In addition,  we now have a  much newer  practice style of  chocolate gifts  for the Valentine’s Day;  It  started just  so recently especially among young girls that a girl gives chocolates to female friends in token of  an ordinary female friendship. This  new type of  chocolate gift is called ” Tomo-choko”(/友チョコ, a chocolate for a  friend).  

  Considering  those  historical processes of the development  or evolution of the quite unique styles of  the Japanese way of  celeberating  the St. Valentine’s Day,  like other cultural items and aspects, Japanese culture has prominent potential to accept  and refine any new or latest  foreign-originated  cultural things to make them more ” distinctive Japanese culture”.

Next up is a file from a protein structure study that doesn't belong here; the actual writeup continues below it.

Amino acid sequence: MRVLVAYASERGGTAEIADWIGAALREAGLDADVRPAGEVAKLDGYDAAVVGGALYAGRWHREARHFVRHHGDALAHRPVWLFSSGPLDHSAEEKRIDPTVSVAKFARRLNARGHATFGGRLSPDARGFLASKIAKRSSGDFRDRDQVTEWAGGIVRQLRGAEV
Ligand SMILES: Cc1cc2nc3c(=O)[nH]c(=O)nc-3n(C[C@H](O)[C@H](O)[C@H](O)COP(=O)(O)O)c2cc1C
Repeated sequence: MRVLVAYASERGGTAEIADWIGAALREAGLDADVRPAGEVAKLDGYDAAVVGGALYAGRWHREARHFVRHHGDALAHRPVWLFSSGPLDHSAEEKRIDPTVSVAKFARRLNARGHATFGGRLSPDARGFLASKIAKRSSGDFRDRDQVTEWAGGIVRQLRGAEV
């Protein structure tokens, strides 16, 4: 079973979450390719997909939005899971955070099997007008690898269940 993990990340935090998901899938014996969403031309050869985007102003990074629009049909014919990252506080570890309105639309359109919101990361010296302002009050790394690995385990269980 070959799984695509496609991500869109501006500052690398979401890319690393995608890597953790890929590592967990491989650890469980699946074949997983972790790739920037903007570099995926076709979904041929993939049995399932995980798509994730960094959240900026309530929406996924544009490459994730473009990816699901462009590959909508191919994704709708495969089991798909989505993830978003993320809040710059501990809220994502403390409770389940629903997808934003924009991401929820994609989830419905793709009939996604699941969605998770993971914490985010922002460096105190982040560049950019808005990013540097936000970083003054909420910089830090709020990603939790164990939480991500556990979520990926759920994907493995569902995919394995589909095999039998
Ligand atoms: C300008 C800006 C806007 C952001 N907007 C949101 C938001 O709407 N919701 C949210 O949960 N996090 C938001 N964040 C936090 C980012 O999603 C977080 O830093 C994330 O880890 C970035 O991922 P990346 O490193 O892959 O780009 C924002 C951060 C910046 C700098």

Personally, on this 14th, I got only two  “giri-choko” , one of  which was given by my  mother !… and  no honmei-choko at all…  Iam eagerly looking forward to being able to receive a  “homei-choko” next year !!

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5 Responses to “How to celebrate St. Valentine’s Day in Japan”

Comment from Tenkaijapan
Time 16/02/2010 at 09:12


I think Valentine’s Day is pretty much for women. They can give a less expensive present in the long run.
A lot of websites say that White Day was invented by a marshmallow company in the ’60s as a way to increase sales, but I can’t find any reliable source for this explanation.
Can you find out that??


Comment from TERRY
Time 16/02/2010 at 15:39


Thanks for your comment. I agree with you, though there may be females who would disagree with us 🙂 As for the reliable source of the historical back story of the White Day, as I wrote here on this page’s text, 石村萬盛堂(Ishimura Manseidou)’s official website refers to the point. here is the URL